Renown Historian of Money Says He Was “Very Wrong” About Bitcoin

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Niall Ferguson, a renown economic historian once named as one of the most influential people in the world by TIME Magazine, said he was “very wrong” about bitcoin.

Speaking at The Australian Financial Review Business Summit on Tuesday, the British historian said he was “wrong to think there was no… use for a form of currency based on blockchain technology.”

Ferguson said his son had told him about bitcoin five years ago. This presumably would be Lachlan Ferguson who in 2014 was probably around 15 or 16.

Ferguson at the time however thought bitcoin was a “complete delusion.” He said his knowledge of the history of money led him to dismiss the idea, but now acknowledges he was very wrong.

It’s unclear whether Lachlan himself managed to get some bitcoin, but according to AFR, he watched in dismay bitcoin’s price rise from $400 to circa $20,000.

However, he is not worried about the fall to $3,000, Ferguson says, “pointing out it remains a long way from zero.”

The right-leaning historian has now joined a project that is attempting to implement Friedrich Hayek’s idea as expressed in the Denationalization of Money.

Hayek said money should try to maintain its purchasing power over the long and short term so that 1 dollar roughly buys the same amount of goods today as in say a decade.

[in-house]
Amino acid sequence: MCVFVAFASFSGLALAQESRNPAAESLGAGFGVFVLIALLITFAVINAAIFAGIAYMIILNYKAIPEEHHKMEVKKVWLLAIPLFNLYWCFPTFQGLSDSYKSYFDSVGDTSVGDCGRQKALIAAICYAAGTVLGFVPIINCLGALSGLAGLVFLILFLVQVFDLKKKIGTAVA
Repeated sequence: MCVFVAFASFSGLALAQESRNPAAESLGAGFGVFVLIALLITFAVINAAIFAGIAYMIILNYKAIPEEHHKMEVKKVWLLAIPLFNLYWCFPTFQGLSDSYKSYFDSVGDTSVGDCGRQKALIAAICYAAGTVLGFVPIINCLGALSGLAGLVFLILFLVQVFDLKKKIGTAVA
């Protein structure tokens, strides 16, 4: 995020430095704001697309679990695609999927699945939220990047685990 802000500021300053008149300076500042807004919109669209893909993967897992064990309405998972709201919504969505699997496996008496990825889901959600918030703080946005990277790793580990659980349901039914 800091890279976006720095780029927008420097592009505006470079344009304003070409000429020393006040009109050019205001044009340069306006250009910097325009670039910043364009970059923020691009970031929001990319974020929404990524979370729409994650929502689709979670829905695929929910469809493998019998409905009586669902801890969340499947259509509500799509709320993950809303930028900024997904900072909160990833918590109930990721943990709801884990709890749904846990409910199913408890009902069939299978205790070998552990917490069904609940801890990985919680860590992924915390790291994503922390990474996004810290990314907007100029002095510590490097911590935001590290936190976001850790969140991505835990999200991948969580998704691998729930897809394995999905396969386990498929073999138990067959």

That can’t be achieved if money is under the control of Central Banks, Hayek said, because even if they really wanted to well-manage the currency, they’d be lobbied to increase supply too much or decrease it too much and they wouldn’t have sufficient information of just what is the right amount.

Hayek thus suggested there should be free market money where there is competition between different units of account with the market then able to instantly give feedback on what money is being managed well and what not by buying and selling all these different competing currencies.

Ampleforth is now trying to implement that idea through a fairly complex system that runs on top of the blockchain with Ferguson advising.

On receiving the news, Paul Krugman, the left leaning economist who has long publicly argued with Ferguson, said:

“I’m on record as saying that crypto is a mishmash of technobabble and libertarian derp. But I guess that I should add that it’s also a giant draw for sufferers from Dunning-Kruger syndrome.”

Krugman is childless, so he has been spared a son or daughter shouting at him for not buying bitcoin in 2014, but there clearly appears to be a generational divide which Hayek described very well:

“The older generation of bankers would probably be completely unable even to imagine how the new system would operate and therefore be practically unanimous in rejecting it. But this foreseeable opposition of the established practitioners ought not to deter us.

I am also convinced that if a new generation of young bankers were given the opportunity they would rapidly develop techniques to make the new forms of banking not only safe and profitable but also much more beneficial to the whole community than the existing one.” – Hayek, Denationalization of Money.

Copyrights Trustnodes.com

 

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Binkley

The value is less important so long as you convert to a stable currency after each transaction: the ability to make untraceable offshore transactions is extremely useful for organized crime.